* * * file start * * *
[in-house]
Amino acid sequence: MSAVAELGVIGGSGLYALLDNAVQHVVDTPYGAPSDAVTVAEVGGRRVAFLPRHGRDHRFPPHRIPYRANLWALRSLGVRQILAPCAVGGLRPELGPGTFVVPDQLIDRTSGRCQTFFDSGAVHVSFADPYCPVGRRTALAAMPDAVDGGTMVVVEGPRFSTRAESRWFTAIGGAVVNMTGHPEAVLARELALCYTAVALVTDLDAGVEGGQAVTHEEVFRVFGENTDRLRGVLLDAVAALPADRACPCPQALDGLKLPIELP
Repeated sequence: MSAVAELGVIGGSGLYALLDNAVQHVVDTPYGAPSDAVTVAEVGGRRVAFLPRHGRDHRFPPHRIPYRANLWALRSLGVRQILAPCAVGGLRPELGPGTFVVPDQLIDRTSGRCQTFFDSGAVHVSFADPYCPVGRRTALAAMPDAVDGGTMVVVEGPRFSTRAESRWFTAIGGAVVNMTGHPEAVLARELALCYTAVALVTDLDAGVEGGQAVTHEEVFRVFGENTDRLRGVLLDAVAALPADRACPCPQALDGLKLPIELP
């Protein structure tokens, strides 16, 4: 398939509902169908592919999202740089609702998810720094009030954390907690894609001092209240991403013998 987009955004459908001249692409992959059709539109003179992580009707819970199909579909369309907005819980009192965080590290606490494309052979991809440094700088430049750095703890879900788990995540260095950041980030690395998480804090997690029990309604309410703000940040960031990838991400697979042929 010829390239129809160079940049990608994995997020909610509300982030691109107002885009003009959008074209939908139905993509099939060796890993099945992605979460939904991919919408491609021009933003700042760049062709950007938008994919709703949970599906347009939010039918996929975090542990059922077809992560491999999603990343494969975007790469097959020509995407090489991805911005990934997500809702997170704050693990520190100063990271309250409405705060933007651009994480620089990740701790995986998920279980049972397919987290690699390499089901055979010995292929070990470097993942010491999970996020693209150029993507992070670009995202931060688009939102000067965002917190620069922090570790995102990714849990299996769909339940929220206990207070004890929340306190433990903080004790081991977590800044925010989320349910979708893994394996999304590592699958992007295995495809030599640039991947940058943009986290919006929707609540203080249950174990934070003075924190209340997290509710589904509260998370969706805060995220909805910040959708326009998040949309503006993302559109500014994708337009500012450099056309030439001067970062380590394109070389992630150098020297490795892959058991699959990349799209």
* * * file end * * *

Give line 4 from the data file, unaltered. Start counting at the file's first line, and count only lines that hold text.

């Protein structure tokens, strides 16, 4: 398939509902169908592919999202740089609702998810720094009030954390907690894609001092209240991403013998 987009955004459908001249692409992959059709539109003179992580009707819970199909579909369309907005819980009192965080590290606490494309052979991809440094700088430049750095703890879900788990995540260095950041980030690395998480804090997690029990309604309410703000940040960031990838991400697979042929 010829390239129809160079940049990608994995997020909610509300982030691109107002885009003009959008074209939908139905993509099939060796890993099945992605979460939904991919919408491609021009933003700042760049062709950007938008994919709703949970599906347009939010039918996929975090542990059922077809992560491999999603990343494969975007790469097959020509995407090489991805911005990934997500809702997170704050693990520190100063990271309250409405705060933007651009994480620089990740701790995986998920279980049972397919987290690699390499089901055979010995292929070990470097993942010491999970996020693209150029993507992070670009995202931060688009939102000067965002917190620069922090570790995102990714849990299996769909339940929220206990207070004890929340306190433990903080004790081991977590800044925010989320349910979708893994394996999304590592699958992007295995495809030599640039991947940058943009986290919006929707609540203080249950174990934070003075924190209340997290509710589904509260998370969706805060995220909805910040959708326009998040949309503006993302559109500014994708337009500012450099056309030439001067970062380590394109070389992630150098020297490795892959058991699959990349799209």